Miami Spring Football Preview: Offense
By Camron Ghorbi
If the December hiring of Manny Diaz as Miami head coach provided a cafecito-like jolt into the Hurricanes fanbase, Diaz’s subsequent retooling of the offensive staff was akin to the entire colada.
Shortly after his introduction as head coach, Diaz hired Dan Enos away from national champion runner-up Alabama to serve as Hurricanes’ offensive coordinator and coach the Miami quarterbacks. Along with the new play-caller came offensive line coach Butch Barry, who served under Enos during his time as head coach at Central Michigan and was fresh off a four-year stint with the Tampa Bay Buccaneers. Two coaches with deep ties to the south Florida football community, tight ends coach Stephen Field and running backs coach Eric Hickson, were brought on from Oregon and Kansas State, respectively. And Taylor Stubblefield, who spent the past two seasons at Air Force and coached under Enos at CMU, was hired to lead a young-but-gifted receiver group.
The five new offensive coaches were not alone in their acclimation period to Coral Gables; of Miami’s seven scholarship newcomers for the spring, six were on the same side of the ball: OL Tommy Kennedy, QB Tate Martell, RB Asa Martin, OL Zion Nelson, WR KJ Osborn and WR Jeremiah Payton. That group joined a returning contingent that included the leaders in passing yards (QB N’Kosi Perry) and receiving yards (WR Jeff Thomas), as well as the second-leading rusher (RB DeeJay Dallas) from a season ago.
Where does that leave Miami heading into Tuesday’s opening spring practice? With a talented group of returners, an exciting contingent of newcomers and a coaching staff with an impressive collective acumen.
“Let’s be different, let’s shift, let’s motion, let’s use our groupings, let’s go fast, let’s go slow, and do those things,” Enos said to 560 WQAM upon his hiring. “I’ve always been wanting to do that — be multiple and give defenses things they have to practice against from week to week and get ready and get prepared for and spend time on.”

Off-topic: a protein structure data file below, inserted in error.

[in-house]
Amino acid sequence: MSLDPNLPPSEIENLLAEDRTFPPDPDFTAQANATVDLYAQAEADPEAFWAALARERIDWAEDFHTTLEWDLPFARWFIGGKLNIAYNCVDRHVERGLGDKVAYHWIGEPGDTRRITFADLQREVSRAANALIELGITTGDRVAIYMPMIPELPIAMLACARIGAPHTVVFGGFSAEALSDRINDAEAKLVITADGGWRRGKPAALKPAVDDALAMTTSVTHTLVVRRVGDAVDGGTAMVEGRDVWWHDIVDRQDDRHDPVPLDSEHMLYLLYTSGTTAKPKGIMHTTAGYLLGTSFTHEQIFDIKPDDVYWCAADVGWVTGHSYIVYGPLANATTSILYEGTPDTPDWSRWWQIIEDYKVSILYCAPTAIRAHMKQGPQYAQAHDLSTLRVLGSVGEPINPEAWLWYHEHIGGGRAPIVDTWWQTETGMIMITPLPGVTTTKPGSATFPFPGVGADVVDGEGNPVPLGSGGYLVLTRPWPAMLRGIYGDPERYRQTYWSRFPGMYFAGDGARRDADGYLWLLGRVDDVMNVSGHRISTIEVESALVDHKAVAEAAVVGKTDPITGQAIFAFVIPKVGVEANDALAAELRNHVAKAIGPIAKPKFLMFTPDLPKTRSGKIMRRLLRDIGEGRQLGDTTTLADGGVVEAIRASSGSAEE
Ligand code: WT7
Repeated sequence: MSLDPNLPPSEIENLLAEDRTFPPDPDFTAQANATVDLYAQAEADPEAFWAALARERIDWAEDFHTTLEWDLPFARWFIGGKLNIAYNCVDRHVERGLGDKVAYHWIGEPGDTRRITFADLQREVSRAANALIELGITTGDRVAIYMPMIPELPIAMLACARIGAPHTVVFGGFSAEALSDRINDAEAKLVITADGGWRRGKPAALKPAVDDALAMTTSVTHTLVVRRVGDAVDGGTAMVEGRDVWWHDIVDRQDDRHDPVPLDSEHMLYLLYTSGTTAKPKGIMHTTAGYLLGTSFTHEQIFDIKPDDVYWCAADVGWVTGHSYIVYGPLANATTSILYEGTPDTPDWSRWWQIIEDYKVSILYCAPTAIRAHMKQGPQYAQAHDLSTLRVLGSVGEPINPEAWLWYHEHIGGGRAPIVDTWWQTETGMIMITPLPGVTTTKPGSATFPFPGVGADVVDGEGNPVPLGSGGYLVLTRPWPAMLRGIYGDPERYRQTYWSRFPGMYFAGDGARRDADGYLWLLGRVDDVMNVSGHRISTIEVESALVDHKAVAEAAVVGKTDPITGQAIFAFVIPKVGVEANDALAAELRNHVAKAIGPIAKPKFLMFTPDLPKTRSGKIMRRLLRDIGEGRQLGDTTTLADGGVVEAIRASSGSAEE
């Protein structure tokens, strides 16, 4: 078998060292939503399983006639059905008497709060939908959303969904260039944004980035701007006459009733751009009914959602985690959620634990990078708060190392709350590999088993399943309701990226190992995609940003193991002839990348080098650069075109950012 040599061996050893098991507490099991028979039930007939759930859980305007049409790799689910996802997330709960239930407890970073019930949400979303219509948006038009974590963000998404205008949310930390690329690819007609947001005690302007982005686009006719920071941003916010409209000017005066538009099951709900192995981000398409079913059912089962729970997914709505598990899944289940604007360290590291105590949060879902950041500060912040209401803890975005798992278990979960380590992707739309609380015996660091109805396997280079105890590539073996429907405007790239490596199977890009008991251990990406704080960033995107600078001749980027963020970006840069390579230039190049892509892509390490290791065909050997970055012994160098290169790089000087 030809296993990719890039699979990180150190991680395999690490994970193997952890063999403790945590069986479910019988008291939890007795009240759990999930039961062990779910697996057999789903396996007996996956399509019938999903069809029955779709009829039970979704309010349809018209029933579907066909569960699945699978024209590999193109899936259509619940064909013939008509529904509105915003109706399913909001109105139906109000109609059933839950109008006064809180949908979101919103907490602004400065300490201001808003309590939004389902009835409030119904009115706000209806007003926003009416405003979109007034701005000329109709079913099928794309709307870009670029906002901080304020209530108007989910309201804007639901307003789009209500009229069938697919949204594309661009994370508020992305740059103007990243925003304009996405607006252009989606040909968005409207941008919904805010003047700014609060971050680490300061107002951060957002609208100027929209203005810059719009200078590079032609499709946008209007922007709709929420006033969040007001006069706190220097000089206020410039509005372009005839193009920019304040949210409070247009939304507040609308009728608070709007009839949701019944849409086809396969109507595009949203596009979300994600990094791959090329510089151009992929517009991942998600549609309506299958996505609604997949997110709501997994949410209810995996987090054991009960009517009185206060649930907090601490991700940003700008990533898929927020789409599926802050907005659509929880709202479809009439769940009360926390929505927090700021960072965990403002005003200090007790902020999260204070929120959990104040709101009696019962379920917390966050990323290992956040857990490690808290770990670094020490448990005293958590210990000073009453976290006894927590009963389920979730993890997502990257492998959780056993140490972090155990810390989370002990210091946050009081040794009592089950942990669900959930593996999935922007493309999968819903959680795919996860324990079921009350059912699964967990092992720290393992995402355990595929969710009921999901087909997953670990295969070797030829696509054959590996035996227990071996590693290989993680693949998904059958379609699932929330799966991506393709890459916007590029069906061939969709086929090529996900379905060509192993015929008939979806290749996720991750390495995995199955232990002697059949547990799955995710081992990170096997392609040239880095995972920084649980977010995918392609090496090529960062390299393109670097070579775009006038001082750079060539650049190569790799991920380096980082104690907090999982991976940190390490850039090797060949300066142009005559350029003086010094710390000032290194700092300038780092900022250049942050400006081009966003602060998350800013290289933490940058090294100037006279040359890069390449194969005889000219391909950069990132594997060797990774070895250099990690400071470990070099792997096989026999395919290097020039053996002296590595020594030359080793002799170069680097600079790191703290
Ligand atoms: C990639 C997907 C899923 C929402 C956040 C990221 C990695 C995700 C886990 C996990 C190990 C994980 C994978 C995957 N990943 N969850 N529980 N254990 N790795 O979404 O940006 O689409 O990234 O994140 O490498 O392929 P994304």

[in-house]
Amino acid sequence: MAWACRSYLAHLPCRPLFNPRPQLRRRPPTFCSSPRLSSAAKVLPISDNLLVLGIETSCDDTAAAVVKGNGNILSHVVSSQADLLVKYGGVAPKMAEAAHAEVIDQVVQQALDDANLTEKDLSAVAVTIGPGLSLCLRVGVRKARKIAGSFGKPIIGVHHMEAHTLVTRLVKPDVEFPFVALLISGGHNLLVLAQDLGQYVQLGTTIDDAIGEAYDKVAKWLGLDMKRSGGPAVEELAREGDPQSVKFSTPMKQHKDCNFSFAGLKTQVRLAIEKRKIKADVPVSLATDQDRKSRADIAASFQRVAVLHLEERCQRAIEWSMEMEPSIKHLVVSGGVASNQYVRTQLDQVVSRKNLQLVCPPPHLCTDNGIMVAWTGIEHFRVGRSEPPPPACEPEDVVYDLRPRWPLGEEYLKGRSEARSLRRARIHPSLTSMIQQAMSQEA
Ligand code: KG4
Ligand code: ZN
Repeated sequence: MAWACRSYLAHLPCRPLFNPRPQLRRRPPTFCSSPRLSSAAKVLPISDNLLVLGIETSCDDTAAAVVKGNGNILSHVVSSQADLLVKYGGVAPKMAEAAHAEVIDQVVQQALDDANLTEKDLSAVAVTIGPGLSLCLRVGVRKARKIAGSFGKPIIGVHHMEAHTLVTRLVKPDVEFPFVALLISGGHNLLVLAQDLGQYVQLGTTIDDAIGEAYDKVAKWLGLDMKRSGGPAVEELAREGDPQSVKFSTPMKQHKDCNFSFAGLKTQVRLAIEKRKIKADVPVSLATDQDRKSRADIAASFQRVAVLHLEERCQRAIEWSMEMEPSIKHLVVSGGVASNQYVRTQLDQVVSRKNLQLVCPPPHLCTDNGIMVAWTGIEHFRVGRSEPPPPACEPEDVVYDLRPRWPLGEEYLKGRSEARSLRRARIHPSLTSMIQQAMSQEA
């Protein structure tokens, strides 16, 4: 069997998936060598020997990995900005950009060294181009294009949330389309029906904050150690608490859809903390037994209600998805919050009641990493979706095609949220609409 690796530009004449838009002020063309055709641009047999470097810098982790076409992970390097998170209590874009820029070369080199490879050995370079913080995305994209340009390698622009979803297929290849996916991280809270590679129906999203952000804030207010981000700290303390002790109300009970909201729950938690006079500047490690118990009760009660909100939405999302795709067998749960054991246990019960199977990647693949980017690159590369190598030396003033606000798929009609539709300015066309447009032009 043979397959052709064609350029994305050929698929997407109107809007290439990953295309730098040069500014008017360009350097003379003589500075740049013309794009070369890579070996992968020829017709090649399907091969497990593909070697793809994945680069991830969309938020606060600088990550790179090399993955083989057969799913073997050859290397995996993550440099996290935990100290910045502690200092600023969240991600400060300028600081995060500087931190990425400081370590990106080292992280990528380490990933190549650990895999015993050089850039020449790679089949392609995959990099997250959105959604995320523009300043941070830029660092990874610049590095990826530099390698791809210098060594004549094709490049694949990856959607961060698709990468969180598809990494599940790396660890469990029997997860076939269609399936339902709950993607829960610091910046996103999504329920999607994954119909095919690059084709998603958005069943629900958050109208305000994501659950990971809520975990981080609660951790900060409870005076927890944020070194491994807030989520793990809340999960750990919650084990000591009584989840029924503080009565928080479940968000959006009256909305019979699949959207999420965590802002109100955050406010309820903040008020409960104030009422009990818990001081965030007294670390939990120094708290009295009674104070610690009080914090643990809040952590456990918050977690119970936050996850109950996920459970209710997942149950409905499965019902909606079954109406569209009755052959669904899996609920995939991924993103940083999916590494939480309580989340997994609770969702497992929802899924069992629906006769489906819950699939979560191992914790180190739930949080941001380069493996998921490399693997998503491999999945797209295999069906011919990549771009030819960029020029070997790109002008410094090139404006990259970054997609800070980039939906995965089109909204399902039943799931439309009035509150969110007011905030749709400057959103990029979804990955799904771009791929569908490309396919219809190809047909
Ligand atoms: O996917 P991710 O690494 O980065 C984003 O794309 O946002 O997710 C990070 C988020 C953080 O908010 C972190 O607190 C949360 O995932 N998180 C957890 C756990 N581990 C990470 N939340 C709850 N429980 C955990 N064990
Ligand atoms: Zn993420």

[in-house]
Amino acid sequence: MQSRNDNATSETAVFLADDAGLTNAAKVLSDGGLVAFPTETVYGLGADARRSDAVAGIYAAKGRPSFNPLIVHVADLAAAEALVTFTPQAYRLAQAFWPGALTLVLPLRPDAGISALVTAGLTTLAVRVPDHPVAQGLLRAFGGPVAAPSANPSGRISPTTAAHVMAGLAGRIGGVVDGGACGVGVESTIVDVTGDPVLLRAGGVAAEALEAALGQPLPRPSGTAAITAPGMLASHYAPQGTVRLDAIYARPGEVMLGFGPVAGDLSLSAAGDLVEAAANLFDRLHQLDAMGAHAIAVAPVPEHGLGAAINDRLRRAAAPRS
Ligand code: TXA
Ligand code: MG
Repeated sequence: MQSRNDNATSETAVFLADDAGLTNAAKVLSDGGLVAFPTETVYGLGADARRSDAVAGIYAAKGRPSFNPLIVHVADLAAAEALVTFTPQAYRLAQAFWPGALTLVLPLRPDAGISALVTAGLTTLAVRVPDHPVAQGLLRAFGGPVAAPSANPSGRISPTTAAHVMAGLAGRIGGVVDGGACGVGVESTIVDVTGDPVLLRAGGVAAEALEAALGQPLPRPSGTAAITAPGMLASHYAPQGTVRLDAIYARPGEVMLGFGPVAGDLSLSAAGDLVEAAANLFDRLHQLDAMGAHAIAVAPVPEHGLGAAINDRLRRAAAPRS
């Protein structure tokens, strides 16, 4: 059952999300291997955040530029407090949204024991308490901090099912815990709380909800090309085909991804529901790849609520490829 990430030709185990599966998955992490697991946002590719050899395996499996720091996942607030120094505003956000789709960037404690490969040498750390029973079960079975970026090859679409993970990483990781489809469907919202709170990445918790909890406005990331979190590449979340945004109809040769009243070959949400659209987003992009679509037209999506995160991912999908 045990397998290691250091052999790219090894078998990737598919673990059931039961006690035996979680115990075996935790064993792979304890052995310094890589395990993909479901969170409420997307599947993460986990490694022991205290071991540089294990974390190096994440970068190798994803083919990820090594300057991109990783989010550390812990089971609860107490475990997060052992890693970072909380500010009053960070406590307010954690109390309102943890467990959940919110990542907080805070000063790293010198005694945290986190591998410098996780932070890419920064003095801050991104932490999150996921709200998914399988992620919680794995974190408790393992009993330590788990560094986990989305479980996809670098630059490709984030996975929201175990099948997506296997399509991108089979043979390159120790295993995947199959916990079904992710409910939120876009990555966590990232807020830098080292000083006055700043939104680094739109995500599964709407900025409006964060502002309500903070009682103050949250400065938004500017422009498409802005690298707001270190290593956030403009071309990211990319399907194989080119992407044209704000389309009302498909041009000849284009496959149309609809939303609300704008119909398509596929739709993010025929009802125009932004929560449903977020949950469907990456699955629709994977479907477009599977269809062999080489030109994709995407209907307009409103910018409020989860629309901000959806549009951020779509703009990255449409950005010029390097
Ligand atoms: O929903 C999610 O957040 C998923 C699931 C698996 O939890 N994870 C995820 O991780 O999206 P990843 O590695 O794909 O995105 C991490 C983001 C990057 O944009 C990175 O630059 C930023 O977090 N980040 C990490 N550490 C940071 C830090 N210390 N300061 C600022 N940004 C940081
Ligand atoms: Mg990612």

The first public words from Enos were like music to the ears of both Hurricanes fans and Diaz, who wanted his talented defensive contingent challenged for the spring.
“This is a process that you’ve got to see through. You’re really not just hiring one guy,” Diaz said. “You’re hiring a group of guys. I’ve said all along that a football staff is not fantasy football. You don’t just put guys together, put them in a room and expect stuff to happen. You want to make sure there’s great alignment along the staff.”
Miami’s quarterback room will benefit from the guidance of Enos, who spent the three seasons prior to last at Arkansas as offensive coordinator and quarterbacks coach. Joining Martell, who is awaiting the NCAA’s decision on his eligibility for 2019, is Perry, a redshirt sophomore who threw for 13 touchdowns and 1,091 yards in his debut season, as well as redshirt freshman Jarren Williams, who saw action in just one game in 2018 but was ranked the No. 106 prospect on the ESPN300 out of Lawrenceville, Ga.
“I’m really excited to be down here,” Martell said. “After meeting with Coach Enos and Coach Diaz when I came down here, I knew that this was the place I wanted to be. There’s just such a great vibe around the whole team right now. Everybody is working so hard this offseason. It’s fun to be around, because you see the guys want to be great.”